We have all experienced how our bodies change when we are feeling sad versus happy or confident. Our bodies and emotions are connected. We can use our bodies to shift our emotional state.

When writing, take on the posture of what you want your readers to feel. This quickly shifts your emotional state, your writing, and your thinking. Be present with the felt experience of what you want translated onto the page.

Trust the knowing that emotions are a universal human experience.

What you’re feeling will translate into your work. What you are feeling will resonate in the hearts of those receiving your words.

When you are open to experiencing different emotional states, you and your work will take on a powerful creative momentum. You will have taken control over your work in a new way. By surrendering to the feelings coming up for you, and the feelings you want your readers to feel, your work becomes more solid and alive.

Jackie Johansen headshotJackie Johansen is a writer and soul seeker. She writes at Finally Writing, where she combines personal development with actionable writing strategies to help you write the words that will inspire the world. If you are ready to unleash your inner writer and get writing from the inside out, start the free 21-Day Writing Challenge.

Feature Photo Credit: danorbit. via Compfight cc


Want to master the emotional craft of fiction?

Dive into the online course Emotional Mastery for Fiction Writers!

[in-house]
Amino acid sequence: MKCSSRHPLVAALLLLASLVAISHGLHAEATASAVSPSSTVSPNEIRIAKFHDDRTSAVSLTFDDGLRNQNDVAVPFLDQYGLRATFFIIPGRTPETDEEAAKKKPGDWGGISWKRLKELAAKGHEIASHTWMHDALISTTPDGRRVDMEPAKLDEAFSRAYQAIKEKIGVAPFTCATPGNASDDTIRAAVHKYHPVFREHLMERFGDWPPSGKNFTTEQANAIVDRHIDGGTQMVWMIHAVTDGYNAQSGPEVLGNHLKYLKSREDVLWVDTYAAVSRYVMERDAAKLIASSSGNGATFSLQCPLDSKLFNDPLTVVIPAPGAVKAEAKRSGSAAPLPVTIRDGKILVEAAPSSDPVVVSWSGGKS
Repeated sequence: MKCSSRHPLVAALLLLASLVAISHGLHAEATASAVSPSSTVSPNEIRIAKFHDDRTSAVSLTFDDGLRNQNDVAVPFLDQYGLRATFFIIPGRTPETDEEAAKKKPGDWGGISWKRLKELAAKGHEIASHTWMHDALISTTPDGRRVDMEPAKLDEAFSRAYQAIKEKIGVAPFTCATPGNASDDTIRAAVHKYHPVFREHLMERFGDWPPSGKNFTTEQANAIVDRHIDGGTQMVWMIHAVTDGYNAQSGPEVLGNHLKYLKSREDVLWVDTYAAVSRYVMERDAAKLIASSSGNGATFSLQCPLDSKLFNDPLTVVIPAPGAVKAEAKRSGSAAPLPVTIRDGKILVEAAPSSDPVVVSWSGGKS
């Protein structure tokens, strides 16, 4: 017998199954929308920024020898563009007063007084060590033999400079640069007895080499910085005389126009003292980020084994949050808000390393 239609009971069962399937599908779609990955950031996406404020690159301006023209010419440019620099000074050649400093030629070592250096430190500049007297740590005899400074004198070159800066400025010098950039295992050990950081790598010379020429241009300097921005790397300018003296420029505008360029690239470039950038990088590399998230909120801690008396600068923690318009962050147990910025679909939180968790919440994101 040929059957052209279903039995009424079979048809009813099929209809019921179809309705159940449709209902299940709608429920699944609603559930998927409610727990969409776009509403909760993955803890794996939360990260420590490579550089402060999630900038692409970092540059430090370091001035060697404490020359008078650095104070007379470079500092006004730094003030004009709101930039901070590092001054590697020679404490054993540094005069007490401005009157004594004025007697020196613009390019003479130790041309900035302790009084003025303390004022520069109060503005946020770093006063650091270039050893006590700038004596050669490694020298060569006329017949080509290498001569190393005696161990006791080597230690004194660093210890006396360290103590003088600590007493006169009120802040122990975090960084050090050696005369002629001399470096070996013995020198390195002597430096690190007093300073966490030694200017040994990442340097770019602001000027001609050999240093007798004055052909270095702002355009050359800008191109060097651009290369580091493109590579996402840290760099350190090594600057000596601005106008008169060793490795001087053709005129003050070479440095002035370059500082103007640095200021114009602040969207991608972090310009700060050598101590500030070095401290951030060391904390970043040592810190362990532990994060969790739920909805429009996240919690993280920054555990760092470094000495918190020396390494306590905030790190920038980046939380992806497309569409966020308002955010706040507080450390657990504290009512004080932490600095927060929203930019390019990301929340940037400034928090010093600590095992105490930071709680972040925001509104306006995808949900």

In this course, you’ll be given tools to show emotions in your characters. You’ll be given techniques to help spark emotional response in your readers. What is going to bring it all together for you is practice. Study and practice. And you’ll have exercises in this course to help you put into practice what you learn.

There are two facets of emotion in fiction: conveying what your character is feeling and evoking emotion in your reader. We’ll look at these two facets separately and in depth. Yet, they are intrinsically connected.

Emotional mastery requires writers to set up the dynamics of a scene in such a visual, textural way that readers can’t help but feel what they are meant to feel. Understanding that emotional mastery requires a twofold approachthe emotional landscape of both the character and the reader—is the first step.

Want to learn how to become a masterful wielder of emotion in your fiction? Enroll in my new online video course, Emotional Mastery for Fiction Writers.

You’ll get lifetime access to all the videos and more than three dozen downloadable assignments. And with a 30-day money-back guarantee, you have NOTHING to lose by jumping in. Sign up NOW.

This course will challenge you to become an “emotion master.” Are you ready and willing to go on this journey deep into emotional territory? If you want your characters to move your readers, take the plunge!

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  1. This is really helpful, especially adopting the posture we hold when going through a certain emotion. I will definitely use it in the future.

    I would also recommend the Emotion Thesaurus by Angela Ackerman, which I used when writing my latest book (which I am querying right now). While I sometimes thought the book didn’t provide exactly what I was looking for, it was a good crutch and a stepping stone for developing emotional responses.

    1. I use and recommend that book a lot, along with the other two books in that collection. They really are tremendously helpful in understanding how to show emotions.

  2. Thanks for sharing this great advice.

    I’m at a point in my story where I need to write a funeral scene and I keep procrastinating! I have written other scenes, switched to other projects, even exercised to avoid it! hahaha I guess I just don’t want to go to a funeral today.

    Now that I’ve realized why I’m procrastinating though, I have decided to just get it over with. Maybe I can reward myself with a happier scene when I’m done.